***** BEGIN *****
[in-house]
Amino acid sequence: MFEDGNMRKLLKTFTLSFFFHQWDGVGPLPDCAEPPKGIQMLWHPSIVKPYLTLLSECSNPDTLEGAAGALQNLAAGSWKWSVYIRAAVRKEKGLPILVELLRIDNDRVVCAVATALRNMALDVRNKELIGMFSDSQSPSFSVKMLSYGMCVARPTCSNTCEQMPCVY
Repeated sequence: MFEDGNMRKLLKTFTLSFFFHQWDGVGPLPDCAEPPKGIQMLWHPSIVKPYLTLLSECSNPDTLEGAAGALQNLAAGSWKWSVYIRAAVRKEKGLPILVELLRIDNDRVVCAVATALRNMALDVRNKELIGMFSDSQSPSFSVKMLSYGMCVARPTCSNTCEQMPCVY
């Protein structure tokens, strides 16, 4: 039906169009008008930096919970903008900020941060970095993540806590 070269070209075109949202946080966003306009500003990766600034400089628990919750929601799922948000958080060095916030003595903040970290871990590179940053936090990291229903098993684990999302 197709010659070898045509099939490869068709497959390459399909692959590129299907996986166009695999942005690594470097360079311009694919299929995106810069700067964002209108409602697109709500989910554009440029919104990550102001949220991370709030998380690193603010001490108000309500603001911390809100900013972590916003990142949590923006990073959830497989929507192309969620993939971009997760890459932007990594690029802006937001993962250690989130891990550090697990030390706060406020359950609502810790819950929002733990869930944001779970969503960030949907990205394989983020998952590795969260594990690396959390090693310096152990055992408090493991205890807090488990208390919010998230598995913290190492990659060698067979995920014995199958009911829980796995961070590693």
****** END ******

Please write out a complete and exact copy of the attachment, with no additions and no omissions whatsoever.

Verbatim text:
[in-house]
Amino acid sequence: MFEDGNMRKLLKTFTLSFFFHQWDGVGPLPDCAEPPKGIQMLWHPSIVKPYLTLLSECSNPDTLEGAAGALQNLAAGSWKWSVYIRAAVRKEKGLPILVELLRIDNDRVVCAVATALRNMALDVRNKELIGMFSDSQSPSFSVKMLSYGMCVARPTCSNTCEQMPCVY
Repeated sequence: MFEDGNMRKLLKTFTLSFFFHQWDGVGPLPDCAEPPKGIQMLWHPSIVKPYLTLLSECSNPDTLEGAAGALQNLAAGSWKWSVYIRAAVRKEKGLPILVELLRIDNDRVVCAVATALRNMALDVRNKELIGMFSDSQSPSFSVKMLSYGMCVARPTCSNTCEQMPCVY
């Protein structure tokens, strides 16, 4: 039906169009008008930096919970903008900020941060970095993540806590 070269070209075109949202946080966003306009500003990766600034400089628990919750929601799922948000958080060095916030003595903040970290871990590179940053936090990291229903098993684990999302 197709010659070898045509099939490869068709497959390459399909692959590129299907996986166009695999942005690594470097360079311009694919299929995106810069700067964002209108409602697109709500989910554009440029919104990550102001949220991370709030998380690193603010001490108000309500603001911390809100900013972590916003990142949590923006990073959830497989929507192309969620993939971009997760890459932007990594690029802006937001993962250690989130891990550090697990030390706060406020359950609502810790819950929002733990869930944001779970969503960030949907990205394989983020998952590795969260594990690396959390090693310096152990055992408090493991205890807090488990208390919010998230598995913290190492990659060698067979995920014995199958009911829980796995961070590693």